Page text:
Just as humans develop springtime allergies and get sunburns, dogs experience physical changes when their environment changes. Big drops or rises in temperature can lead to excessive dryness. Skin dries out in the winter, and dogs can experience sunburn, including on their noses.
If your dog spent several hours outside in the blaring sun and that evening you found their snout to have dried out, this may be the cause. And during the winter, take stock of your pooch’s favorite nap-time spot. Is it right in front of a heater blasting dry air? This may be the culprit.
Have you brought in any new toys or cleaning products into your home? Your dog may be having a reaction to any changes to their toy collection, carpet cleaner or even new food you just bought. If you’ve recently introduced a new plastic food bowl, for example, that may be the cause of a newly dried-out snout.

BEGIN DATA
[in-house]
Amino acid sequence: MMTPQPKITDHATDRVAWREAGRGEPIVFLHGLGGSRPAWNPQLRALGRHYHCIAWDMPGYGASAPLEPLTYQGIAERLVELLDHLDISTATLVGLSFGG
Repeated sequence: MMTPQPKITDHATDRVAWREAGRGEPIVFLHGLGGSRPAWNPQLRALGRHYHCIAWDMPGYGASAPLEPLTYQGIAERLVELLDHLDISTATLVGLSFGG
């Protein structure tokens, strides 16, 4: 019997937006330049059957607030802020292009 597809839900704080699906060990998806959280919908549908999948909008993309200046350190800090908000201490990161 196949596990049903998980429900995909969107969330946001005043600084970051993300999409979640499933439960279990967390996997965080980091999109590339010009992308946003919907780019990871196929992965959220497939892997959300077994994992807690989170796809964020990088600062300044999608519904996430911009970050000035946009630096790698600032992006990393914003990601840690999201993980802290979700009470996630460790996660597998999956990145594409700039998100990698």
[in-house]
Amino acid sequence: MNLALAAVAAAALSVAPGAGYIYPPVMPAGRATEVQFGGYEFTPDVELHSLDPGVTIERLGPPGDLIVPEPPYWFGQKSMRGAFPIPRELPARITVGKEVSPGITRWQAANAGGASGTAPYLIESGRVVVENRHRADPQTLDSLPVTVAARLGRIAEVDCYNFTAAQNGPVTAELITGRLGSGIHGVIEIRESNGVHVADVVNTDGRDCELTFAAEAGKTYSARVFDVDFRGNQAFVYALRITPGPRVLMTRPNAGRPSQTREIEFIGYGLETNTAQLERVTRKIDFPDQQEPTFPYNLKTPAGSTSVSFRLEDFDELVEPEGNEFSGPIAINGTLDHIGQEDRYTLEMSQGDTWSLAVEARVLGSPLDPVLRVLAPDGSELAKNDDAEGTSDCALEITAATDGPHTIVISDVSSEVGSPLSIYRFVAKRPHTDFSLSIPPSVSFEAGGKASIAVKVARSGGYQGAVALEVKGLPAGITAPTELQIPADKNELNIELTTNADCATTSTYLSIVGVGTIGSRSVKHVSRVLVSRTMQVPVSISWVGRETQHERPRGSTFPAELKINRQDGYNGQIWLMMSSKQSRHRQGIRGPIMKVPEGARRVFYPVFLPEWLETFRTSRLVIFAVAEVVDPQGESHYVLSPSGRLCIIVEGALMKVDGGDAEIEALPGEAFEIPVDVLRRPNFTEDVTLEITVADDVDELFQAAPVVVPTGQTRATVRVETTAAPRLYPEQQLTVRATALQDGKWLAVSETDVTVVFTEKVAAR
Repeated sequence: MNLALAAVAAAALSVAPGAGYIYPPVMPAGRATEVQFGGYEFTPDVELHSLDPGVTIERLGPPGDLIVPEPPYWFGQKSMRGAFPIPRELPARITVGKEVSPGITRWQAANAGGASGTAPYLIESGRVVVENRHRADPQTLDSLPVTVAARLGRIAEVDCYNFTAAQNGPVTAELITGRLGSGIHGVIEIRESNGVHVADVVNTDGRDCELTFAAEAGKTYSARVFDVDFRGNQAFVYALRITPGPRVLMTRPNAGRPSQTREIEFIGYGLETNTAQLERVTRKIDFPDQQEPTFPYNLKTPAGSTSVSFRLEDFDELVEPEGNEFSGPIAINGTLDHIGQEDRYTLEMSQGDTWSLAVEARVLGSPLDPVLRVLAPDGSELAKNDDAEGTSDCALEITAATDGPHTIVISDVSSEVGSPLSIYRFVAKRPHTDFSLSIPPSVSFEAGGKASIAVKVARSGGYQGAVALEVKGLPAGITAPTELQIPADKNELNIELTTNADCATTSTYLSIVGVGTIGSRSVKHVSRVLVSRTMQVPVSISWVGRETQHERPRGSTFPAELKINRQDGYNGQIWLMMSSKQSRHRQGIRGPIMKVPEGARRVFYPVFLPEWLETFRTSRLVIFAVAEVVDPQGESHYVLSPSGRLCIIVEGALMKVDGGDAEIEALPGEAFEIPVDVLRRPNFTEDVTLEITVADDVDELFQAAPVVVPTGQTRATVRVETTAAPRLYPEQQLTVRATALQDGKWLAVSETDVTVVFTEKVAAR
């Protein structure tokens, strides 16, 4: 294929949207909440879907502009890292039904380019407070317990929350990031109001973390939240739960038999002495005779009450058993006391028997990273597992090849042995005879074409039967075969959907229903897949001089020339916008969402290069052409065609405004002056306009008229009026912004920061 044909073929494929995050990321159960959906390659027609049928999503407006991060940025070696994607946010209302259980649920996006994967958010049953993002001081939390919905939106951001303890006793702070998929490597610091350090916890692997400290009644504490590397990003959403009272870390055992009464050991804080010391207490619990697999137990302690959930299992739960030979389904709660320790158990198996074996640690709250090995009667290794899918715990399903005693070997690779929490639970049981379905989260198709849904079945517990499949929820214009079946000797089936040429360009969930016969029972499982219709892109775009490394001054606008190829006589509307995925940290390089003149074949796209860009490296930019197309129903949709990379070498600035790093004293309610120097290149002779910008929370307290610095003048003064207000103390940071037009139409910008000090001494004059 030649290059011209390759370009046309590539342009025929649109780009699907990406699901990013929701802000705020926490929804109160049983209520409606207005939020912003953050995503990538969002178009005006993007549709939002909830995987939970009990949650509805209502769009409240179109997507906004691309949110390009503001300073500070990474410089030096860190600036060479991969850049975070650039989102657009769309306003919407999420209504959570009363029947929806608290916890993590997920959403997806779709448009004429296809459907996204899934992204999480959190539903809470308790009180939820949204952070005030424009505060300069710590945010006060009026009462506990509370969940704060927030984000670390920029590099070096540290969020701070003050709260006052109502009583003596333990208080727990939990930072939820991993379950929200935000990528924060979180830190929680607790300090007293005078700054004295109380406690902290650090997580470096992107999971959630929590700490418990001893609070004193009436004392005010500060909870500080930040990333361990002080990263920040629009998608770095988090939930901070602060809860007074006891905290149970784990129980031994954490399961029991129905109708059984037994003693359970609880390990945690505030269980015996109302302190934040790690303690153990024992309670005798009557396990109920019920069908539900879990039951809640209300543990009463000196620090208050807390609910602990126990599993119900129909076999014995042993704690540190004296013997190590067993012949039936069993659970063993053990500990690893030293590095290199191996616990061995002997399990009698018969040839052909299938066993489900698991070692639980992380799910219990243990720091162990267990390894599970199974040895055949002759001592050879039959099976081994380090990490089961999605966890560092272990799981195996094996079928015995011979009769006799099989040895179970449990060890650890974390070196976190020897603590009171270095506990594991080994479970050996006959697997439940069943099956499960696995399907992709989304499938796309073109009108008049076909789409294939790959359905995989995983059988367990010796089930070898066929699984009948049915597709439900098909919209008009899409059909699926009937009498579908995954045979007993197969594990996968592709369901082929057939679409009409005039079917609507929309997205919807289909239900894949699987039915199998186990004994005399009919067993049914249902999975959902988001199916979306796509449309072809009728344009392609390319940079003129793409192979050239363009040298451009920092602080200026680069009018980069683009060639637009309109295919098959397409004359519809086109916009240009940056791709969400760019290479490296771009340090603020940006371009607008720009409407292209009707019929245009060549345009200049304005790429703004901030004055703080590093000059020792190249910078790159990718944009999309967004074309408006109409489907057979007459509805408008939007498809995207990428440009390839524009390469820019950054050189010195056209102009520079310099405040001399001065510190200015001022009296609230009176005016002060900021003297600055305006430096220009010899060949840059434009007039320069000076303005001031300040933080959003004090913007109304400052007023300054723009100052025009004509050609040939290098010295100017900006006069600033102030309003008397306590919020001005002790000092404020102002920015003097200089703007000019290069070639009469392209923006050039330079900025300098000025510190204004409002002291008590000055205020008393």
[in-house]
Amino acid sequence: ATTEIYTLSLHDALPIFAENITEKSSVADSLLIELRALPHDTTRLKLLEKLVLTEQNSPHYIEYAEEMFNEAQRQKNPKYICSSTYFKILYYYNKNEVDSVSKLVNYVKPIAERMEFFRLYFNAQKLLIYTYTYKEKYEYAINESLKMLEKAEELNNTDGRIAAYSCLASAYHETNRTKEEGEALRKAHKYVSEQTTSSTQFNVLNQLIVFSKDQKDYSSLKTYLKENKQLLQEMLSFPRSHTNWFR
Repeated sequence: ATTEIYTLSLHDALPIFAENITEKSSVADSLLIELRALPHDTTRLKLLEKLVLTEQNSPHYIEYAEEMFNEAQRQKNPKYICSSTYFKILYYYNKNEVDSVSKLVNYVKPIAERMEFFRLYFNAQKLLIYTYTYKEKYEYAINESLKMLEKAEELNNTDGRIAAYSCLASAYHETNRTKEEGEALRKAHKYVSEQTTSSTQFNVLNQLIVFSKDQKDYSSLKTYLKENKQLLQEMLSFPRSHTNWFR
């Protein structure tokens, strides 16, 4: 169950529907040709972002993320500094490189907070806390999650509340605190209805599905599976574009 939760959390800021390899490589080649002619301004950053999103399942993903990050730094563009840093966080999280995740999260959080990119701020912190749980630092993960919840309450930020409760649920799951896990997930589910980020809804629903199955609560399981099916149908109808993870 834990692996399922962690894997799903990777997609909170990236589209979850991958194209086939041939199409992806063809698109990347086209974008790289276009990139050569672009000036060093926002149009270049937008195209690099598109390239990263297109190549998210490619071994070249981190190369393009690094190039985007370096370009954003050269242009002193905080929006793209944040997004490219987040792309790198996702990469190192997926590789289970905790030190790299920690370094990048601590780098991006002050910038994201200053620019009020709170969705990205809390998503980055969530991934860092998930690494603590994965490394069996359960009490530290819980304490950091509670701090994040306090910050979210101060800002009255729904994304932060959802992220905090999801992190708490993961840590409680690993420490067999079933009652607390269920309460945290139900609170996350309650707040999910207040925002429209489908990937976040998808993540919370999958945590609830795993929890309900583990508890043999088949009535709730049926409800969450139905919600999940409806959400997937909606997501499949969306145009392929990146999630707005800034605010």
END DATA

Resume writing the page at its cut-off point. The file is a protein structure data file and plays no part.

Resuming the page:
Dogs can have allergic reactions to everything from new food to spring pollen and mold, all of which can lead to your pup licking their nose to alleviate symptoms. If you notice your dog scratching or rubbing their nose in addition to the dryness, allergies may be to blame.
Separation anxiety or general nervousness may be a factor in a dog developing a dry, crusty nose. While some dogs have conditions that cause dryness on their own, take notice if your dog has developed a nervous habit of licking their nose. Just as humans licking their lips will cause them to dry out, a dog’s anxious habit of licking their nose will do the same.
Chronic diseases such as lupus and pemphigus can cause a persistent dry nose. If your dog’s dry nose doesn’t resolve itself and is accompanied by persistent coughing, sneezing any other signs of illness, take your dog to the vet to get some testing done. It may be the flu, allergies, or something more serious.
What Are Possible Treatments?